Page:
Mouse over on the hyperlink will show you the intended web address to reach.
Traditionally, this is used to understand what web site will be visited. However, this “defense” mindset has to be changed. The displayed link should not be trusted because it can be masqueraded.
All the demo URL should be non-reachable as there are no such Domain Names registered. To limit malicious people registering my demo URL to launch real attack, the .gov gTLD is chosen.
It is no harm to click below but not in other unknown sources.
Are you reaching the expected “www.trusted-site.gov” as seen via mouse over?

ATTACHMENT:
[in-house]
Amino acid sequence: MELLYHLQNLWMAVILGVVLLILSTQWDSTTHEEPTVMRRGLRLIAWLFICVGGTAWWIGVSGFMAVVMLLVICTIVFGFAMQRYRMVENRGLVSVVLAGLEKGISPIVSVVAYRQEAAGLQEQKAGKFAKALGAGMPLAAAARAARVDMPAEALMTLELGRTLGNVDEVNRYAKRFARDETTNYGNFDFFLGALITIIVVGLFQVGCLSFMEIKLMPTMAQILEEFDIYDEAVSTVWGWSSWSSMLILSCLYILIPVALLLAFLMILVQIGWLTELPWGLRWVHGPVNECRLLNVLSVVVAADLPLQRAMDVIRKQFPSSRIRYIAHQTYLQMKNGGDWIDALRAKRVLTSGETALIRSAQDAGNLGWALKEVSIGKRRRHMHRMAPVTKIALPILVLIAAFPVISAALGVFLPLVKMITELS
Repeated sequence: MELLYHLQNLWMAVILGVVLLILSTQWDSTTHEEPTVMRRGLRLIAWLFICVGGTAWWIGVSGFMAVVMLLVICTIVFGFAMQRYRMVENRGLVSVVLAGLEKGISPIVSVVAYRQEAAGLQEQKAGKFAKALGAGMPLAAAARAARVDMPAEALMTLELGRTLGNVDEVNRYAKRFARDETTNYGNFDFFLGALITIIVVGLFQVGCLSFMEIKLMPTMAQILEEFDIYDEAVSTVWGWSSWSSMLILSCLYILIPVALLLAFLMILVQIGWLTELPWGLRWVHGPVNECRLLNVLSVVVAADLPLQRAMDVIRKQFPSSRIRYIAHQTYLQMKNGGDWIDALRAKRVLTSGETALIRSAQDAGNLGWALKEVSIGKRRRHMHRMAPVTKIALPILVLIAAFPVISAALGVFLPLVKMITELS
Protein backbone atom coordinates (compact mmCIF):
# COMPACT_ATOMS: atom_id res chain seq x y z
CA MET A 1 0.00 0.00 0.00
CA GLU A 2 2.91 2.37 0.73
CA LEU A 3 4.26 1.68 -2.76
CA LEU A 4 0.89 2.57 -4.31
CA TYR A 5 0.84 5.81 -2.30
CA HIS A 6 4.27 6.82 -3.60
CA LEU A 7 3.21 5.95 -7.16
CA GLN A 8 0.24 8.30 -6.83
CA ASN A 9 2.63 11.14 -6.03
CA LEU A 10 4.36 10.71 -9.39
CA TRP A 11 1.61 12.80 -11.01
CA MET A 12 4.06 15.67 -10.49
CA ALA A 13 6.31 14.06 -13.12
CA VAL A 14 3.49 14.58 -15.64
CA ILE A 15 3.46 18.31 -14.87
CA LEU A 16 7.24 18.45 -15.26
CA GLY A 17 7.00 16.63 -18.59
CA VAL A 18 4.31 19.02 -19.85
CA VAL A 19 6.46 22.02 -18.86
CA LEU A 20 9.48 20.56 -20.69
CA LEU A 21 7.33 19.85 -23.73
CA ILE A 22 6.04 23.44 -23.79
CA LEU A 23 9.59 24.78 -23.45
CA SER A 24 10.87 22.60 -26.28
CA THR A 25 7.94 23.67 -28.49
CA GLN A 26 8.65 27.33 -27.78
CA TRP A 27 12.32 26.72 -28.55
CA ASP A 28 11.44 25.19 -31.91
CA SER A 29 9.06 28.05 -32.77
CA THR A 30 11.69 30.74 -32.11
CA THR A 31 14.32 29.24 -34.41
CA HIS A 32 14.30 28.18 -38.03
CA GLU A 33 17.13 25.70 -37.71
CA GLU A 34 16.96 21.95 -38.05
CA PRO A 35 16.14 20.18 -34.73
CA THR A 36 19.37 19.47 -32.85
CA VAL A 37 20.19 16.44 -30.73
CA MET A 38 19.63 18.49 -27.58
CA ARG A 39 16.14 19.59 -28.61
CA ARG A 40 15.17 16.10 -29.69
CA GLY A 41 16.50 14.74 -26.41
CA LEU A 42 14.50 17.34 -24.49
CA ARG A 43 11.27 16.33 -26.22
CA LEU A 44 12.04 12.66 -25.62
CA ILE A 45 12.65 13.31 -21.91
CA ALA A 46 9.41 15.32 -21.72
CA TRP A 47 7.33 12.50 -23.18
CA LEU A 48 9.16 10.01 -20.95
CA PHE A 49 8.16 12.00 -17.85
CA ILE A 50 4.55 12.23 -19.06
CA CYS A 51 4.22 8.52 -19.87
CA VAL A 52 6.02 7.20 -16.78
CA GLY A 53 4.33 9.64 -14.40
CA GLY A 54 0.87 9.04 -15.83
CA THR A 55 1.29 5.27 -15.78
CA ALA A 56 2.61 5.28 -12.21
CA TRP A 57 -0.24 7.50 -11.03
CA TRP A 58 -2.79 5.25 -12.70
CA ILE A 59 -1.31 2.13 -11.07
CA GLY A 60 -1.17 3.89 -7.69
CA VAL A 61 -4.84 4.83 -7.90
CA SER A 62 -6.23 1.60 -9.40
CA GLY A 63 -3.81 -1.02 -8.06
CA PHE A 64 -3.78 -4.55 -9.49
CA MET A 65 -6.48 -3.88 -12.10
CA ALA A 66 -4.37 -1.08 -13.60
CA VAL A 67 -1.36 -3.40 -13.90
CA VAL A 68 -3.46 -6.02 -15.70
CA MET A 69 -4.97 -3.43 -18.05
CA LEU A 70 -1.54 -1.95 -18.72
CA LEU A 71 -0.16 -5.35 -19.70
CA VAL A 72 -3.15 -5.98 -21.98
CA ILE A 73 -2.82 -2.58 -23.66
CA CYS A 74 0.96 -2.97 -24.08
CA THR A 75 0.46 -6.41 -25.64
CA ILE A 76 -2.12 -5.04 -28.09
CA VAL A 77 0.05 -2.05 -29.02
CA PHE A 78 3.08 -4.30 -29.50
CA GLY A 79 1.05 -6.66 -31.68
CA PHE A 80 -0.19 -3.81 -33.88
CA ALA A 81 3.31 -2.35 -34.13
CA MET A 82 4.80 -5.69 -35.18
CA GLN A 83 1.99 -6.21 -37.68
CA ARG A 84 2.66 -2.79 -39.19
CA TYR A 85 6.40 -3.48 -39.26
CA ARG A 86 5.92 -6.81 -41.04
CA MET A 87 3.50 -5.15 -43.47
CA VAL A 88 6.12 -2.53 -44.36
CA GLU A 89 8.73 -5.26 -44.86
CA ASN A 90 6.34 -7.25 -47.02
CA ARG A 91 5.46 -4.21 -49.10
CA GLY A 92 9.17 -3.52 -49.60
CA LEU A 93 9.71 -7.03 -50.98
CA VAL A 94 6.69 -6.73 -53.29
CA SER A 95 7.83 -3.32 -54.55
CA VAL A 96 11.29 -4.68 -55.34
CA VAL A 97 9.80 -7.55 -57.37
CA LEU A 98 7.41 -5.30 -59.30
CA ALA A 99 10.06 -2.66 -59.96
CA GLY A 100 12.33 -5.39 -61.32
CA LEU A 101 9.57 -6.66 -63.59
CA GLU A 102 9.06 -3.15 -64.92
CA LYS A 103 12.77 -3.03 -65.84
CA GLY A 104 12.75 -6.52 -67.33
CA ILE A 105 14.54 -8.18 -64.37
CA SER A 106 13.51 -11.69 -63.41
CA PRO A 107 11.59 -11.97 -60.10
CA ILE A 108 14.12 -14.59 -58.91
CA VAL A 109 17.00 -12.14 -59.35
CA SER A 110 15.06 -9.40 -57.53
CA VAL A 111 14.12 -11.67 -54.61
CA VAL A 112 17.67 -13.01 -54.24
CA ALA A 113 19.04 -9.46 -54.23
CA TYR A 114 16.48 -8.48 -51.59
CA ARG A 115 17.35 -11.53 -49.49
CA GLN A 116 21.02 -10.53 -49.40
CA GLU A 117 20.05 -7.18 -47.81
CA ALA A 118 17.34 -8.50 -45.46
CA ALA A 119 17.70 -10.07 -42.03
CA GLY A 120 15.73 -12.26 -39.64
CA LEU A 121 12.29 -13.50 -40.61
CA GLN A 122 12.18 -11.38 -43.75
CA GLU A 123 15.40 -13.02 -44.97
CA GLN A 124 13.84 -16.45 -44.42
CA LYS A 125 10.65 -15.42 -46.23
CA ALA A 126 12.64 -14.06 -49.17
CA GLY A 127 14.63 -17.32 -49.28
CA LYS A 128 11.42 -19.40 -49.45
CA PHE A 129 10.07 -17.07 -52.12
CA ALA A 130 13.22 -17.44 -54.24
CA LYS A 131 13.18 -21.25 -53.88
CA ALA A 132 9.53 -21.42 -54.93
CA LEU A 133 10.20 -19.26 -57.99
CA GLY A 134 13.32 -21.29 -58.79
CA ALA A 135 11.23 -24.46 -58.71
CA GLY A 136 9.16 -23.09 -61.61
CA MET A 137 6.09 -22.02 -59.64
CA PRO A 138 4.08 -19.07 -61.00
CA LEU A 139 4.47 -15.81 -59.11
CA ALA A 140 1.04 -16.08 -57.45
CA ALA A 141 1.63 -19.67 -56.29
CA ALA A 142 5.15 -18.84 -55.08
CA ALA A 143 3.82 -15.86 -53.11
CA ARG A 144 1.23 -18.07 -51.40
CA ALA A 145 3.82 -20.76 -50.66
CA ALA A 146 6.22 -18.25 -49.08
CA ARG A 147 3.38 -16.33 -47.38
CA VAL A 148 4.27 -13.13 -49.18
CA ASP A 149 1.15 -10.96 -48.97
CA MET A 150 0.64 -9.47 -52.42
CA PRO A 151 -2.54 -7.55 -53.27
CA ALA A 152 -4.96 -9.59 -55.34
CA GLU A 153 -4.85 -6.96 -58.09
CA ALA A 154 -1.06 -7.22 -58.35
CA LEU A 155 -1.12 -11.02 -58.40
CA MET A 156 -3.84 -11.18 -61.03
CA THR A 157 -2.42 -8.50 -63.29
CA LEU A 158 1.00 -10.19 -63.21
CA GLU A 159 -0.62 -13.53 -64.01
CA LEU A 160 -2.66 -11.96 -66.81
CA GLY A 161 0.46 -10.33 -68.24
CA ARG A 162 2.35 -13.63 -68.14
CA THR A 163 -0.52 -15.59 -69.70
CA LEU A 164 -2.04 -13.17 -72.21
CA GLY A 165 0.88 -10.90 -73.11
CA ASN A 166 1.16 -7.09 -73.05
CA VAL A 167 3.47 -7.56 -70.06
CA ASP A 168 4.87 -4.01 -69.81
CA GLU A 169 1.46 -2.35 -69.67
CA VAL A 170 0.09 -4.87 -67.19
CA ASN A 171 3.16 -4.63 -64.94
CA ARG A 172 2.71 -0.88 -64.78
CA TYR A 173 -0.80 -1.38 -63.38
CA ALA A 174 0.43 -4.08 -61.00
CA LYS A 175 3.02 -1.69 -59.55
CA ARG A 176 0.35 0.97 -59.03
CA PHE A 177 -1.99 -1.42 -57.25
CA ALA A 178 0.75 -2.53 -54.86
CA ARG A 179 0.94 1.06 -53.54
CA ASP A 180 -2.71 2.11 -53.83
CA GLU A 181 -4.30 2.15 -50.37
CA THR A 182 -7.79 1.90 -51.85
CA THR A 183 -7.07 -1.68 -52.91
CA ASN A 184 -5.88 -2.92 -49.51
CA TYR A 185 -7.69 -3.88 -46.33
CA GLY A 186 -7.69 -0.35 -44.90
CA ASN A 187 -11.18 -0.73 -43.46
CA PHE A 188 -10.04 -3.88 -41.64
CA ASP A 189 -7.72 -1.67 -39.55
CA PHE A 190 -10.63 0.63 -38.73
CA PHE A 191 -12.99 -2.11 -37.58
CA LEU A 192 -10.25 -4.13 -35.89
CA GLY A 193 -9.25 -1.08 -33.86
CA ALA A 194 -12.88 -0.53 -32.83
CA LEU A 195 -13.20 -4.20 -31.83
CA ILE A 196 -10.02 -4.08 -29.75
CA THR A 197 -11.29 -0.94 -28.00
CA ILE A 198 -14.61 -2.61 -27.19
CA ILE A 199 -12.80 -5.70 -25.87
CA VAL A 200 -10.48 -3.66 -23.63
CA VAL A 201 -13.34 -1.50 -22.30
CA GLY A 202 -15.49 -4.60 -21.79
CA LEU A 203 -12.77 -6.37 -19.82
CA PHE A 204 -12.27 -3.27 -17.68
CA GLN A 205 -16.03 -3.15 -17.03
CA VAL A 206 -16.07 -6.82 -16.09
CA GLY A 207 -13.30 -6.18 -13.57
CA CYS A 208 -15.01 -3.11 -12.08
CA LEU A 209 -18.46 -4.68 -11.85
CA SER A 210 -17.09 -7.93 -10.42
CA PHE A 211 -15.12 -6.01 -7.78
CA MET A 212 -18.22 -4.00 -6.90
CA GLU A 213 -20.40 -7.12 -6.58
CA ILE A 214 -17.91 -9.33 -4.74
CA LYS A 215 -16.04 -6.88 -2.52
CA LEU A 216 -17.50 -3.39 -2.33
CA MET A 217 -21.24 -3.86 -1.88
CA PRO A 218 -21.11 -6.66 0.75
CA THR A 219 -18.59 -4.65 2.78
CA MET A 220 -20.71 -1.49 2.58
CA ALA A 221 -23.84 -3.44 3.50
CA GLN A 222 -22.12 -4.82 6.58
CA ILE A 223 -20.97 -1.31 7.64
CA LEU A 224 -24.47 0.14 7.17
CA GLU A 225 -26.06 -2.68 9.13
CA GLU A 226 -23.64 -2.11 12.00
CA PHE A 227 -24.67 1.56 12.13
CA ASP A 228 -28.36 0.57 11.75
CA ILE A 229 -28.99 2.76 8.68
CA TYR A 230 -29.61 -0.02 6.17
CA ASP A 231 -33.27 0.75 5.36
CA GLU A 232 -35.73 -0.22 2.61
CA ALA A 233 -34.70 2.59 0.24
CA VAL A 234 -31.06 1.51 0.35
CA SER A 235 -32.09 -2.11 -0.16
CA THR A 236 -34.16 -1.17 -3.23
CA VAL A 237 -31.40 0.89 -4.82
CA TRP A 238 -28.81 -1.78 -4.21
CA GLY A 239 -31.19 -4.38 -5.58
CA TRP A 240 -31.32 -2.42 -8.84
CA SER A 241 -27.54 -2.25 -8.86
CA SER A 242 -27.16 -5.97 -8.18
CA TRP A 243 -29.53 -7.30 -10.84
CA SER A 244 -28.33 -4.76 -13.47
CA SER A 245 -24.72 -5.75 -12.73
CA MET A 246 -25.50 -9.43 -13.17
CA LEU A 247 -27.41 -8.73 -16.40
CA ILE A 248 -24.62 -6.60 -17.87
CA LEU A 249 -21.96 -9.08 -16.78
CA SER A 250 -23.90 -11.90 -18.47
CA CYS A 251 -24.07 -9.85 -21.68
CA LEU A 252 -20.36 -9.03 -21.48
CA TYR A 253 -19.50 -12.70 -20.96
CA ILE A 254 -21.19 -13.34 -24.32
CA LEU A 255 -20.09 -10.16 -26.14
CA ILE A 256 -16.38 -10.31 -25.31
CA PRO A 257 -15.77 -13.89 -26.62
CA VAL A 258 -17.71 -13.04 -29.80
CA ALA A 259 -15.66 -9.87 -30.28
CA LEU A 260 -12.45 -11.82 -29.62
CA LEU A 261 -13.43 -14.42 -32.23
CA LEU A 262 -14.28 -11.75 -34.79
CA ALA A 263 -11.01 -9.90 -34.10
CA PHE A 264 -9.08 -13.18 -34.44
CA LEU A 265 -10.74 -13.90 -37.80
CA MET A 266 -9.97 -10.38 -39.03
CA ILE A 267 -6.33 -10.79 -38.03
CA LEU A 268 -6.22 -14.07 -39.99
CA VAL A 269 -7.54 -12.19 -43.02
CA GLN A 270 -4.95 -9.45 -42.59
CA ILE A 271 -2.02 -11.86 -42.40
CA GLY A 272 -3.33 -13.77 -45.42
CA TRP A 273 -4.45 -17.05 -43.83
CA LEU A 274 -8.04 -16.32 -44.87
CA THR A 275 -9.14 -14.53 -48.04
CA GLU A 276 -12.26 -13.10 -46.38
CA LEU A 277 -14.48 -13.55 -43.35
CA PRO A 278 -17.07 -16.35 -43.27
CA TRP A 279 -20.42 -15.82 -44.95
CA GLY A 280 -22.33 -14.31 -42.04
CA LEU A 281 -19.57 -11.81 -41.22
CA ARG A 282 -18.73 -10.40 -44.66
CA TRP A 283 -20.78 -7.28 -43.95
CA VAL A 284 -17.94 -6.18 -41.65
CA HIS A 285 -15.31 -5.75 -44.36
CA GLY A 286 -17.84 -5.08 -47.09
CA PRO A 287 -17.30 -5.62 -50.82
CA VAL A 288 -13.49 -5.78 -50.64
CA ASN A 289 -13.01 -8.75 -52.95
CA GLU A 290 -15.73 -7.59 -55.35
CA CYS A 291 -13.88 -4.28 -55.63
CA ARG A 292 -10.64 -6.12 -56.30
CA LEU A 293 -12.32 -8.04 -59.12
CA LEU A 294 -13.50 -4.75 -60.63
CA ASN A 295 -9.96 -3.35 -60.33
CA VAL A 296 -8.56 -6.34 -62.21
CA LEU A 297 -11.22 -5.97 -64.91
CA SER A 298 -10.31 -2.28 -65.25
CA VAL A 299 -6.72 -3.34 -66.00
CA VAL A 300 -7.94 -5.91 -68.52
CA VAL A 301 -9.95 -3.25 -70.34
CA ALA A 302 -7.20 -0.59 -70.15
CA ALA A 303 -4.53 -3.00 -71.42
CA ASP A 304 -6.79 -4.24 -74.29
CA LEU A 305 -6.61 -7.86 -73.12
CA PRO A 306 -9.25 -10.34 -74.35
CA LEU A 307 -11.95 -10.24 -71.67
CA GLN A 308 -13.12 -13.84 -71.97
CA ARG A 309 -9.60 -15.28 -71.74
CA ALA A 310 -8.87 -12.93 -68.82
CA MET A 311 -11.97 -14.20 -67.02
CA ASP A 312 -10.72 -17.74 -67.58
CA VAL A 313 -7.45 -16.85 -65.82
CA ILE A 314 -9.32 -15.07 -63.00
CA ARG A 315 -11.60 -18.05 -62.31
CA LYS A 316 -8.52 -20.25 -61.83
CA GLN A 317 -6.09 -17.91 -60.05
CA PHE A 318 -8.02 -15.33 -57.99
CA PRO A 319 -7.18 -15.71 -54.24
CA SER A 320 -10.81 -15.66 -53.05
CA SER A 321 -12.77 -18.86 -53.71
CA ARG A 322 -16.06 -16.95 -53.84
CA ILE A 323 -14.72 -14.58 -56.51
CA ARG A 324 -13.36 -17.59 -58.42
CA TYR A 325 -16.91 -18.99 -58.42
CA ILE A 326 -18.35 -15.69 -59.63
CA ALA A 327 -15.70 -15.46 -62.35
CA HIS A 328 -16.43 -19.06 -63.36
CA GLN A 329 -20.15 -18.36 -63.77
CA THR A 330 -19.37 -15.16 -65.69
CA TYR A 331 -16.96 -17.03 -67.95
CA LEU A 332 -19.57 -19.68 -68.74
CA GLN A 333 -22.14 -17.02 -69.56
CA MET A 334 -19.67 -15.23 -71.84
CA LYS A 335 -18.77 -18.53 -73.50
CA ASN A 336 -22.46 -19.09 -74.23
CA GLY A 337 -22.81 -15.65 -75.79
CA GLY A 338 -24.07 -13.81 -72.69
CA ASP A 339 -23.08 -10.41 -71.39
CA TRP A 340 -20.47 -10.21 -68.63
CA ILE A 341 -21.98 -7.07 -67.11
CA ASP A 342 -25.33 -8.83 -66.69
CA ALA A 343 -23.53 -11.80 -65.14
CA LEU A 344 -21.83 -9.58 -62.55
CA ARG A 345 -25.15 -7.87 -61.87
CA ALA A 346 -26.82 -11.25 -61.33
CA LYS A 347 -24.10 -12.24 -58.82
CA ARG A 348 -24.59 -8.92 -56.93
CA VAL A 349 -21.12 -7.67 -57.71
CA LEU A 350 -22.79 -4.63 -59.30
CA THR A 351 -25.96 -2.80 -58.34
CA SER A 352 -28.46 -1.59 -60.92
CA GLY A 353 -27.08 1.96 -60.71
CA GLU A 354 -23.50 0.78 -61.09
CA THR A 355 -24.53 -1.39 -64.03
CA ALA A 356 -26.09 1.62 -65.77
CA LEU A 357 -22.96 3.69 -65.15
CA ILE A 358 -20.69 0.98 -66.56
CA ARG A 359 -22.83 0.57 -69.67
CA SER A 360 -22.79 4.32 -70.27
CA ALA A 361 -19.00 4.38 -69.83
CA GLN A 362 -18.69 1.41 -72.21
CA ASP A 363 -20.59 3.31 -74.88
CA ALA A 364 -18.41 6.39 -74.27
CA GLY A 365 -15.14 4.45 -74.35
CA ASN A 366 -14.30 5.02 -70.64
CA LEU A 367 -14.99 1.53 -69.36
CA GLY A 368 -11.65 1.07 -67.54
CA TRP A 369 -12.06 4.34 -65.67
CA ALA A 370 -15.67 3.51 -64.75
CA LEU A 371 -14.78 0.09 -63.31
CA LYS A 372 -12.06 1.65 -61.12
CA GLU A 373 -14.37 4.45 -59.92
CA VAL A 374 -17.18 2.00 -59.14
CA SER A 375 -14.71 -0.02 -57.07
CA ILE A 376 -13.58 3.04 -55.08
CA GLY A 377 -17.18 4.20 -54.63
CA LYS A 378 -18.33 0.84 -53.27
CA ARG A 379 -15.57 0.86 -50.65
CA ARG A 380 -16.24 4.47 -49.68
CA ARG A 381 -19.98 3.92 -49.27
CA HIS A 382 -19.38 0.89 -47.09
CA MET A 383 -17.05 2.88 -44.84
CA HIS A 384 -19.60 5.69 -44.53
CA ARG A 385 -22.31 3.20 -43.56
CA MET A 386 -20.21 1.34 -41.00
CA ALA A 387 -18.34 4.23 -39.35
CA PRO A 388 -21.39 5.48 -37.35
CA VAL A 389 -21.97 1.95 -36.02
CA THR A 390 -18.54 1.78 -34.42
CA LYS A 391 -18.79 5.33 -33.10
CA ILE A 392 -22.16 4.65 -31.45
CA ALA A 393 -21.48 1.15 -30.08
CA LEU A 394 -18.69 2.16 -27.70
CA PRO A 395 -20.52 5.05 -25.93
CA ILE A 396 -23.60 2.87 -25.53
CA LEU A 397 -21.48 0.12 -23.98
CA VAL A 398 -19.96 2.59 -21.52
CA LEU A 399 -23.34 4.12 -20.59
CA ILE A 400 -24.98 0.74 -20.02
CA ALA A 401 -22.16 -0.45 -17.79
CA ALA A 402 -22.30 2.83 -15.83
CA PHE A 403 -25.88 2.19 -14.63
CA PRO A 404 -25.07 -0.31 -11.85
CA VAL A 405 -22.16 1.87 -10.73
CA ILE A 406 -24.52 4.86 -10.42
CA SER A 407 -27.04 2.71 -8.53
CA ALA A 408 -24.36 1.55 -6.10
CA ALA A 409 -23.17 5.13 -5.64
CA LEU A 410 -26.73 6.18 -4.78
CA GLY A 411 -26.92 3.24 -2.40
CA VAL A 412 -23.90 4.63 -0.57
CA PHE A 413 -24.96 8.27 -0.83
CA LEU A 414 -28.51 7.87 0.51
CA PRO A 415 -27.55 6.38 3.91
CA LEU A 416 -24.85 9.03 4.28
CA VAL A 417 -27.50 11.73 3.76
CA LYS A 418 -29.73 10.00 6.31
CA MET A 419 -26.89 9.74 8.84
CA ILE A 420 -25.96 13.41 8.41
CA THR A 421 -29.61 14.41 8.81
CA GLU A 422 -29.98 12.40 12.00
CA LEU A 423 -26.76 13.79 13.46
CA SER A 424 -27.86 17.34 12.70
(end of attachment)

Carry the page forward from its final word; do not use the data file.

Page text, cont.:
Here, implicit assumptions made are:
1. Public DNS is not poisoned. If it does, the attack will also be in other trusted sites and not only this specific phishing target.
2. Local host table isn’t compromised. If attacker is able to reach the system folder to modify the host table, there is no point to launch phishing attack (require victim to click the link) like this. Attacker has already taken control of the computer and can do anything at wish.